You can spend a full day strolling up and down this eclectic South Florida district, which is filled with art galleries, boutiques, and al fresco dining options. The 10 blocks that span all the way to the ocean are lined with palm trees and Mediterranean architecture, and set the stage for a relaxing day or night in Fort Lauderdale.More

Sand Key Park

Beach-loving families (and anyone else looking for accessible white sands with great wildlife-watching opportunities) can find it at Clearwater’s Sand Key Park. Situated on the northern end of the barrier island Sand Key, this small park boasts ample amenities, including a playground, bathrooms, and lifeguards during the summer season. On the Gulf of Mexico side, visitors can find a wide, welcoming white sand beach where sea turtles sometimes lay their eggs. The park also includes a salt marsh where birdwatchers can spot herons, roseate spoonbills and great horned owls, among many other bird species. Beach loungers and water sports fans can find equipment rentals on-site—everything from cabanas and beach umbrellas to kayaks and bicycles.More

Historic Stranahan House Museum

The Historic Stranahan House Museum is the oldest surviving structure in Fort Lauderdale. It was built in 1902 as a trading post by Frank Stranahan, the founder of the city, and used by Stranahan’s wife, Ivy, as a school house. Over the decades it has also served as a post office, community center, and town hall. Today it’s a historic attraction that’s open daily for guided tours.More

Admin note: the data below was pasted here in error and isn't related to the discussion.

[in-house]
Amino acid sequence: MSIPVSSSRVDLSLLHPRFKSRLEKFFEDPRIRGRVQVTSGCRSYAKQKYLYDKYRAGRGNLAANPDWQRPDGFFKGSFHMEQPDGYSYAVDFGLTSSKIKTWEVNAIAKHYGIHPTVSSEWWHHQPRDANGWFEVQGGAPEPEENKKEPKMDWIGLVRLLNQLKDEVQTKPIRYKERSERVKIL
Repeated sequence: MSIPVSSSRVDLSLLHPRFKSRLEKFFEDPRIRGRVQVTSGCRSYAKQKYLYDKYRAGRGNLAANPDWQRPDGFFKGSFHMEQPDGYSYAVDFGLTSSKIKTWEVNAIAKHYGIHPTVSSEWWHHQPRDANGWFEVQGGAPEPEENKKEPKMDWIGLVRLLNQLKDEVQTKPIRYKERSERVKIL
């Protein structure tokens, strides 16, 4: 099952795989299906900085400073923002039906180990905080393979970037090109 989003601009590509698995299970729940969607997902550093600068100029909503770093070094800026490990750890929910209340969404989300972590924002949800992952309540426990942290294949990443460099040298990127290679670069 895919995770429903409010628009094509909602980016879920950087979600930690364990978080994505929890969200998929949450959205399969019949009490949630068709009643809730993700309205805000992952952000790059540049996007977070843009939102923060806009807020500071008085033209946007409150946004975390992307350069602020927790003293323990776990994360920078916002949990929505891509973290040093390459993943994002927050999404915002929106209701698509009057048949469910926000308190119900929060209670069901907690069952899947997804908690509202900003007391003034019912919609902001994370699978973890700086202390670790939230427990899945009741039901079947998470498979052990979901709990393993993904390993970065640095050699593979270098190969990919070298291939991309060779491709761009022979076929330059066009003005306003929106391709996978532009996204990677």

Fisher Island

An exclusive home to the rich and famous, Fisher Island is located 3 miles (5 kilometers off the coast from Miami. The mansions, apartments, and yachts docked in the marina are owned by some of Florida’s wealthiest citizens. No roads or bridges lead to the island; it is accessible only by ferry or private invitation. There is a golf course and two hotels on the island.More

Coconut Grove

One of the first established neighborhoods in Miami, Coconut Grove melds an eclectic history with a modern vibe, creating a historic, hipster hub for food, art, and culture. From its idyllic waterfront on Biscayne Bay to quaint walking streets lined with boutiques and cafés, the village is the perfect laid-back base for a Miami vacation.More

Clearwater Beach

With expansive white-sand beaches and warm, turquoise waters, Florida's Clearwater Beach, a waterfront community on the Gulf of Mexico, is an ideal launching pad for kayaking, parasailing, boating, and biking. It’s known as being more low-key than its southern neighbor, the bustling St. Pete Beach, and many consider Clearwater Beach to be among the best beaches in America.More

Florida Keys National Marine Sanctuary

Encompassing 2,900 square miles (4,667 square kilometers, Florida Keys National Marine Sanctuary protects an underwater world that’s home to the world’s third-largest barrier reef and more than 6,000 marine life species. Plus, several shipwrecks pay homage to the maritime heritage of the Atlantic.More

Trip ideas

Top activities in Florida

Little Havana Food and Walking Tour in Miami
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Key West Sunset Sail with Full Bar, Live Music & Hors D'oeuvres
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Miami Sunset Cocktail Cruise

Miami Sunset Cocktail Cruise

Shark and Wildlife Viewing Adventure in Key West
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Half-Day Cruise from Key West with Kayaking and Snorkeling
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Half-Day Cruise from Key West with Kayaking and Snorkeling

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Key West Sunset Dinner Cruise with Tropical Buffet Dinner
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ATV Night Activity in Miami